In the eyes of the law, mortgage fraud refers broadly to the act of providing false or misleading information on mortgage documents for the purpose of closing real estate transactions that would not go through otherwise. Mortgage loans are complex transactions requiring many qualifications and involving many documents, and often lenders or borrowers attempt to use this to their advantage, either by falsifying or omitting key information to make the deal go through.
Mortgage fraud can take a number of forms, but specific instances of fraud typically fall within two categories, depending on whether the lender or the borrower is committing the crime. We refer to these as fraud for housing and fraud for profit.
FRAUD FOR HOUSING
When a borrower commits mortgage fraud, it usually means the borrower has submitted inaccurate, incomplete or false information in an attempt to receive a loan he/she/they would not otherwise qualify for, or to obtain better terms than the lender would otherwise provide. Examples include overstating income, understating debt, or even borrowing money for the down payment and calling it a “gift.” This is referred to as fraud for housing because in almost all cases the primary motive is to obtain the housing, rather than making a profit directly.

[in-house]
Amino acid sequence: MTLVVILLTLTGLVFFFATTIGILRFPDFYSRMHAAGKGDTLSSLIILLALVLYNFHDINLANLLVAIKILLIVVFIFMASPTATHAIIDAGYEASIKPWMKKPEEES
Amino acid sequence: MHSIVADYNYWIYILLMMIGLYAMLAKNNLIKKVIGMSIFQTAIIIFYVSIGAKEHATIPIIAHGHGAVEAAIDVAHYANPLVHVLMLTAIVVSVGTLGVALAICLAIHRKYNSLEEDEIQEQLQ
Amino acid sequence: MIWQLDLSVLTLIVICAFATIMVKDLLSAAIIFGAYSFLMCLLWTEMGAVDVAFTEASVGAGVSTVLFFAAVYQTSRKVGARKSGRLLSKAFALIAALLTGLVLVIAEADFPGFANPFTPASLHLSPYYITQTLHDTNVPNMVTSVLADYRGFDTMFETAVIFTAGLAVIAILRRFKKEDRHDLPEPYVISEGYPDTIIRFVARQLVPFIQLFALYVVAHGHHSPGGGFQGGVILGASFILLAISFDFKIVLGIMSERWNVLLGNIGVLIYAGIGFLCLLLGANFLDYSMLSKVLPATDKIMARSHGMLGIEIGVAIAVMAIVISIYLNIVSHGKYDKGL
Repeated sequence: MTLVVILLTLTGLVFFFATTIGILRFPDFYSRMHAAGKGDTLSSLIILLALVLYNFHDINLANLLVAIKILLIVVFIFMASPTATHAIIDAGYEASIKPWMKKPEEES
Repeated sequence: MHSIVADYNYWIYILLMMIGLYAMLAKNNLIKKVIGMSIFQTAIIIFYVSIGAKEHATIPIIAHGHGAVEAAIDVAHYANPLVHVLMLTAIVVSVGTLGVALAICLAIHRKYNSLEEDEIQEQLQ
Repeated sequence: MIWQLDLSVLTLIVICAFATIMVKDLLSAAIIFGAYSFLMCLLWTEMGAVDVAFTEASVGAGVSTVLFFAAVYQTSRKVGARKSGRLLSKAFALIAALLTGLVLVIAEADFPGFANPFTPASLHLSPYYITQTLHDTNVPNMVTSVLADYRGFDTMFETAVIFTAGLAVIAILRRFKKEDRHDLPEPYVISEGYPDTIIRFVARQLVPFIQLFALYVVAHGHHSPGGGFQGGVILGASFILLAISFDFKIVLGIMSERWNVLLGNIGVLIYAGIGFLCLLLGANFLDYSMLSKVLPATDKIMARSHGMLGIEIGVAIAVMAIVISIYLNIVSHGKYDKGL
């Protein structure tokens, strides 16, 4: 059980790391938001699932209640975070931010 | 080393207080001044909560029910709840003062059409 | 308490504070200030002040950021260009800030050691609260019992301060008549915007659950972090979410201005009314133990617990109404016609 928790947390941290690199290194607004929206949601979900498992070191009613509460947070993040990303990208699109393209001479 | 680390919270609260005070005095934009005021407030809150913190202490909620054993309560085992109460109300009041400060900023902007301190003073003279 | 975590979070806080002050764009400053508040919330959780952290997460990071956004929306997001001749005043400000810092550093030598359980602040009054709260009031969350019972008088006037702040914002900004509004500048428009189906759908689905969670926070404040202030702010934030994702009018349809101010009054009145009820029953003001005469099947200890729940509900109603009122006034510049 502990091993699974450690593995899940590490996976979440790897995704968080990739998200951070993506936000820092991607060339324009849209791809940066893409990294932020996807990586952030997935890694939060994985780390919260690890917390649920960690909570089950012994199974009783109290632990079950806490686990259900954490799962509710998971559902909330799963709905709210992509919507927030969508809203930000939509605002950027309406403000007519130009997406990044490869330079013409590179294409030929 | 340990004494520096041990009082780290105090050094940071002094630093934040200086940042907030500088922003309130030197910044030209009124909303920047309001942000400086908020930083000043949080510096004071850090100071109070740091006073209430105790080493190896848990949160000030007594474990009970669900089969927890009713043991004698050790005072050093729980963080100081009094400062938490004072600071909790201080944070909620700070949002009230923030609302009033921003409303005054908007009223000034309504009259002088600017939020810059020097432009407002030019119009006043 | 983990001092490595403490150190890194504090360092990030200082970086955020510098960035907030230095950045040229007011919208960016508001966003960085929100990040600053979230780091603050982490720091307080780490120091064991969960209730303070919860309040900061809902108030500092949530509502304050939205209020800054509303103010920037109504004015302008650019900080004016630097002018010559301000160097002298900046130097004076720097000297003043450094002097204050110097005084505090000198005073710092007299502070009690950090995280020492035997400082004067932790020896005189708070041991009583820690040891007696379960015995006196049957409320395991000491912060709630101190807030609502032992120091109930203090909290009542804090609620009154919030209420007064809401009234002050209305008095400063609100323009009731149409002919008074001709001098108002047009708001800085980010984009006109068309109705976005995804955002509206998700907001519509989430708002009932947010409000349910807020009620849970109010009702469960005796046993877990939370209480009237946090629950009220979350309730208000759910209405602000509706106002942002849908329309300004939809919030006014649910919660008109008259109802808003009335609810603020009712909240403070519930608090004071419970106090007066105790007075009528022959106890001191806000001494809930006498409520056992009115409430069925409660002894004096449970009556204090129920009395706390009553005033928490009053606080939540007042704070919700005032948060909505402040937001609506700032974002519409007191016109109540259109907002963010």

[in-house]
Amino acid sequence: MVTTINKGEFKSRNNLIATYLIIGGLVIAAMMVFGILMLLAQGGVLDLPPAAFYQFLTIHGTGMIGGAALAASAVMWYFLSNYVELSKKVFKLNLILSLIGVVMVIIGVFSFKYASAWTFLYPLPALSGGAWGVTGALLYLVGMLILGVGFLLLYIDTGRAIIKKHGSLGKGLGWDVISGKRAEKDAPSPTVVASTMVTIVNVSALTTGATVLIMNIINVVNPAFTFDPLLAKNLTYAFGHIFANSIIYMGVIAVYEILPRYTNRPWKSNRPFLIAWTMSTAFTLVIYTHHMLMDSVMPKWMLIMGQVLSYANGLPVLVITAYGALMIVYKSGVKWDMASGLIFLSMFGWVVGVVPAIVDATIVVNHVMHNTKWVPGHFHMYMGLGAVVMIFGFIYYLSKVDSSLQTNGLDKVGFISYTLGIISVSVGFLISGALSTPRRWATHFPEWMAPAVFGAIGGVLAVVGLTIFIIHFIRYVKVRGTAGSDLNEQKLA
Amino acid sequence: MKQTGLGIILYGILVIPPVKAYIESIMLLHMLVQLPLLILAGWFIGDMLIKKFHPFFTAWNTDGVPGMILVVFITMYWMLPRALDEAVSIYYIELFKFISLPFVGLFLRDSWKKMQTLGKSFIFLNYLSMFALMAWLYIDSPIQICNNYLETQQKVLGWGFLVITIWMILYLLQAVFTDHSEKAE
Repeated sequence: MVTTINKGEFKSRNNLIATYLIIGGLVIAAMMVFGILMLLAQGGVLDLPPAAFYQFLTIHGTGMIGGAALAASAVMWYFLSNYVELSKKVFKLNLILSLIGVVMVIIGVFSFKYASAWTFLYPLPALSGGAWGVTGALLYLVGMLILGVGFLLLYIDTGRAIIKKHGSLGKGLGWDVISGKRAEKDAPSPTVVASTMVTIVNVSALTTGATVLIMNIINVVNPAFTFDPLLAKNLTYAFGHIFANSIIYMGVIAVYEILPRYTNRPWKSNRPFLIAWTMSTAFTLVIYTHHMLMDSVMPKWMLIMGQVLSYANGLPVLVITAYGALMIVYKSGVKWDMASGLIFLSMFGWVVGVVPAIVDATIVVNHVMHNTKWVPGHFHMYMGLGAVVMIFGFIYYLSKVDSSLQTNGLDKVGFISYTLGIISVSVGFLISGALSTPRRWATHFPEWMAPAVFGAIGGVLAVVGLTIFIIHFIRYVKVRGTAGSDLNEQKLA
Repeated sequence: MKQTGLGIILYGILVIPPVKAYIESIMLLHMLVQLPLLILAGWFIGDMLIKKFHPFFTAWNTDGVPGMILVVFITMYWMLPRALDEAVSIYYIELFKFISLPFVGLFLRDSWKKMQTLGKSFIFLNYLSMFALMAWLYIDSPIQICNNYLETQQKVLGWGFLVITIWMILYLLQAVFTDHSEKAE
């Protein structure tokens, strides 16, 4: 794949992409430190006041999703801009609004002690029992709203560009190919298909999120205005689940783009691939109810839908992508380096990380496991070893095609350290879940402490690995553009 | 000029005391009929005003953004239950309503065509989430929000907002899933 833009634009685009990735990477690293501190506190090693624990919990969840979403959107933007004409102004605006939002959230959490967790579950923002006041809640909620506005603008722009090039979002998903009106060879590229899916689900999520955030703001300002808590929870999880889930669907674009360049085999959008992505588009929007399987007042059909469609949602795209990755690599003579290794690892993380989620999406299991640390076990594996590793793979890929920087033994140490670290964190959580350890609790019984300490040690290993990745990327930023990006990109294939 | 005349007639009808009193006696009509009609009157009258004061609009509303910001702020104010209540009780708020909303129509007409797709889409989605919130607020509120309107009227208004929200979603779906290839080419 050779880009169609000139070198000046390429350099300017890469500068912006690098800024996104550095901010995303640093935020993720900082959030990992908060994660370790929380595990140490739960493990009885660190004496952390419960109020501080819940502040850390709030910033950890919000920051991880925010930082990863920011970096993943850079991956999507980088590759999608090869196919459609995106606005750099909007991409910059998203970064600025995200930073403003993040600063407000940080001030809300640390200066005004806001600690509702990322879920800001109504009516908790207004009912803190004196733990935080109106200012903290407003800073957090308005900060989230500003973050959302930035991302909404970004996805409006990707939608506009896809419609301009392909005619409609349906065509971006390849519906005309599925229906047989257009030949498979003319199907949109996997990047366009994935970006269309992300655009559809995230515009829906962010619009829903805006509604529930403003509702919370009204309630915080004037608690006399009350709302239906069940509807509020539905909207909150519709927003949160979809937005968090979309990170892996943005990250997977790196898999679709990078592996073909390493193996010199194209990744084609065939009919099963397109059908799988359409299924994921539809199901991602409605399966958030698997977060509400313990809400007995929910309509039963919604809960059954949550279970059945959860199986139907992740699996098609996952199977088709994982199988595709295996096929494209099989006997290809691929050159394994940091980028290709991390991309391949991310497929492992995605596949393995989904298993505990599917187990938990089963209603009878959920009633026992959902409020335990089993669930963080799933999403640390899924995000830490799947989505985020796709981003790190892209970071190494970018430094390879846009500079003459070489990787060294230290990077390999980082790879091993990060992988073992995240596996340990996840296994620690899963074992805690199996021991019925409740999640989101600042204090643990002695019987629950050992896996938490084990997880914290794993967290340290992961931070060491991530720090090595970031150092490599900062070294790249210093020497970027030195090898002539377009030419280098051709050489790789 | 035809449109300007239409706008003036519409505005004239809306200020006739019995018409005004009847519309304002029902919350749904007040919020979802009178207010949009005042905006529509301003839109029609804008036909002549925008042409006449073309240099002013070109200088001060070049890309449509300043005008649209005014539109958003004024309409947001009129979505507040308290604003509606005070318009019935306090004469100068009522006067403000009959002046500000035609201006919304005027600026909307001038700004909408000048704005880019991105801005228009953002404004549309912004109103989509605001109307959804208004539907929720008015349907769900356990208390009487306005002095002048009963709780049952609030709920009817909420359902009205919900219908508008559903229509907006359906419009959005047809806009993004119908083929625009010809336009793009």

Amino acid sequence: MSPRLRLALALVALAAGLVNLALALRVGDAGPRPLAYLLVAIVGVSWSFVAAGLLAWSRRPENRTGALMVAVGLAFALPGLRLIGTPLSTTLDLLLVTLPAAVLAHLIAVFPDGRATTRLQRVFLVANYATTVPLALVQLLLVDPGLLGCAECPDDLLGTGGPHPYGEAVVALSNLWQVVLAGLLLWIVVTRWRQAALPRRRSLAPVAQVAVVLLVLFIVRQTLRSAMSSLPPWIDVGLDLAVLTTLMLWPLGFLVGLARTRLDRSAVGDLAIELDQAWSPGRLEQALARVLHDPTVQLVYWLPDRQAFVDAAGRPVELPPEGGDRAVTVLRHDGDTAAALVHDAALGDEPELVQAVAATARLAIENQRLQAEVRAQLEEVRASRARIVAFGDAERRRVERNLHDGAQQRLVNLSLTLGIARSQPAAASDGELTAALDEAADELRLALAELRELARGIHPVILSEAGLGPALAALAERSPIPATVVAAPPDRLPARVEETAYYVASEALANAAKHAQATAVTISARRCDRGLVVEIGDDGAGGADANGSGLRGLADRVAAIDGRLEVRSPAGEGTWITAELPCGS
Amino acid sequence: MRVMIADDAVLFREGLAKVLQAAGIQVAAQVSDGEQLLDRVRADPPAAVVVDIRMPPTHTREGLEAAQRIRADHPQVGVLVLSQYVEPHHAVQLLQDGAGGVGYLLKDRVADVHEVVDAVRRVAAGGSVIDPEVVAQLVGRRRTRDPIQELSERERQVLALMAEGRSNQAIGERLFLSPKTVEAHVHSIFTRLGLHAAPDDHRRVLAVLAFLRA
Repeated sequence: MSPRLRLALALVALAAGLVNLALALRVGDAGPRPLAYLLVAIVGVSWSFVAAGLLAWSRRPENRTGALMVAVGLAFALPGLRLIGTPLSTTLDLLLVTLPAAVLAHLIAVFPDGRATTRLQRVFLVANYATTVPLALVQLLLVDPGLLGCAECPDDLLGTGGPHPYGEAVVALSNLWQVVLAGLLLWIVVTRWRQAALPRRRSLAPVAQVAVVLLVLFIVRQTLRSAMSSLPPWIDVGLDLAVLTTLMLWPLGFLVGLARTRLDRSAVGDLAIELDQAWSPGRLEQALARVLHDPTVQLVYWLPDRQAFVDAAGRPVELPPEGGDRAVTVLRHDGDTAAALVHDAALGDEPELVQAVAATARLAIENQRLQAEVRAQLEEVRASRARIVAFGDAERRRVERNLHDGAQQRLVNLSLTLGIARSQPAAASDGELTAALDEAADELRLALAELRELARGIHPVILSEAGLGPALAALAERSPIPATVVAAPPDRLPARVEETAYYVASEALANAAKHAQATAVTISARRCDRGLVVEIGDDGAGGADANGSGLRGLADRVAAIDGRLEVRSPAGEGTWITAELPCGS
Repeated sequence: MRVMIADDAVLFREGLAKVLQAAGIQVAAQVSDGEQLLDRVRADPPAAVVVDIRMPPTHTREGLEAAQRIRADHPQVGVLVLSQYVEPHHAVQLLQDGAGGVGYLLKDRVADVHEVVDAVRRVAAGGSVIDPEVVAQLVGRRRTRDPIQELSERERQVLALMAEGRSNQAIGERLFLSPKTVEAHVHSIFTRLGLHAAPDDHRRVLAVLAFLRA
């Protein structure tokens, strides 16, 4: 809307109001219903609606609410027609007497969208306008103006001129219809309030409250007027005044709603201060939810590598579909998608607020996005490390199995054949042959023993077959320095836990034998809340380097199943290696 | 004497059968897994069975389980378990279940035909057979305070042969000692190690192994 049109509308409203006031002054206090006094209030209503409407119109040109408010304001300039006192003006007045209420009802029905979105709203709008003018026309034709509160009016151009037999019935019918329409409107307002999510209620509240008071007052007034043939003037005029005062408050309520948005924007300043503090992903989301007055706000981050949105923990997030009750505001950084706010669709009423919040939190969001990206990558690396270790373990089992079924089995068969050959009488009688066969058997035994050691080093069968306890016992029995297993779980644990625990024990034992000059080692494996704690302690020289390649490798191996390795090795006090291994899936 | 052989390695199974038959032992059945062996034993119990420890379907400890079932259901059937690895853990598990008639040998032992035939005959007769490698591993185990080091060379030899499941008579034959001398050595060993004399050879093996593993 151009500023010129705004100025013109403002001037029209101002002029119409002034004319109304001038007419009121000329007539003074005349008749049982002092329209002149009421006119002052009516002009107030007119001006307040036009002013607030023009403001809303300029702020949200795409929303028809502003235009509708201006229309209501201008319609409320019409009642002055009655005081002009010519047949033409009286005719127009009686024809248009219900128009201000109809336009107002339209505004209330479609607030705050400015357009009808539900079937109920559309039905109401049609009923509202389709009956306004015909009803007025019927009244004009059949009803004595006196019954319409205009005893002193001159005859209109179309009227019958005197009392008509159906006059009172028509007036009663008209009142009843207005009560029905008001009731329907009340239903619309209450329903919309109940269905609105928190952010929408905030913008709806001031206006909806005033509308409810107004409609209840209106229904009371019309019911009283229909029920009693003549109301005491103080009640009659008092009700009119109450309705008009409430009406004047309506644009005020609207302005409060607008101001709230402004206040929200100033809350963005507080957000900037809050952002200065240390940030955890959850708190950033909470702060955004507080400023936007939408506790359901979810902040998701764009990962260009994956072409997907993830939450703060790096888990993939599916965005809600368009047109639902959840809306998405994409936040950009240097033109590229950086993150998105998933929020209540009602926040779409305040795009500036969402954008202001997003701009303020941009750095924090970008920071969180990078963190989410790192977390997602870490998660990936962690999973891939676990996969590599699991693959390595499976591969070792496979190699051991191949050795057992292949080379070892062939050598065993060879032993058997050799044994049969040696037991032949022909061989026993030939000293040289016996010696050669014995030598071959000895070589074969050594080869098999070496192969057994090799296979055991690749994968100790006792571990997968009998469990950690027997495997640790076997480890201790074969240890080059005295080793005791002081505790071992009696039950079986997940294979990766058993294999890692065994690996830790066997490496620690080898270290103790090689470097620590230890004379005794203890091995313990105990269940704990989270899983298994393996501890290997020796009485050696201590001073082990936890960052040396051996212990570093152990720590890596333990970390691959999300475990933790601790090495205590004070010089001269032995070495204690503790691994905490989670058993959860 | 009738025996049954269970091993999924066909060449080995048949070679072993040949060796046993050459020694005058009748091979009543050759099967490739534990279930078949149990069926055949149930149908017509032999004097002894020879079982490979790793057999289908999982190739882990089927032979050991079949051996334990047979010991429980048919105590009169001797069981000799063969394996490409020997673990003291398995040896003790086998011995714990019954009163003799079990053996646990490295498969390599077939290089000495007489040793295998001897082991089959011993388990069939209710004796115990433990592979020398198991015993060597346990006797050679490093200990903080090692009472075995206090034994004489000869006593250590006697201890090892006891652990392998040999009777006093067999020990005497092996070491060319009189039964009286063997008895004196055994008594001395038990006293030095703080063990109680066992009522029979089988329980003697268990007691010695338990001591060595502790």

FRAUD FOR PROFIT
When a lender, broker or other real estate professional commits mortgage fraud, it is called fraud for profit because the primary intent is to make money unlawfully. Examples of this may include predatory lending practices (which are illegal), omitting or falsifying information submitted by the borrower to “seal the deal,” or obtaining an inflated appraisal report on the property (usually to share profits with the appraiser).
Although many states have laws on their books concerning mortgage fraud, these crimes are often prosecuted at the federal level because the penalties are stiffer. Ironically, there are no specific federal laws addressing mortgage fraud, so federal cases are usually tried under related charges such as bank fraud, wire fraud or mail fraud since most fraudulent mortgage transactions involve these devices.
If you have been accused of mortgage fraud, it’s important to have knowledgeable legal counsel to represent your interests. Contact the Federal Criminal Law Center today at 404.633.3797.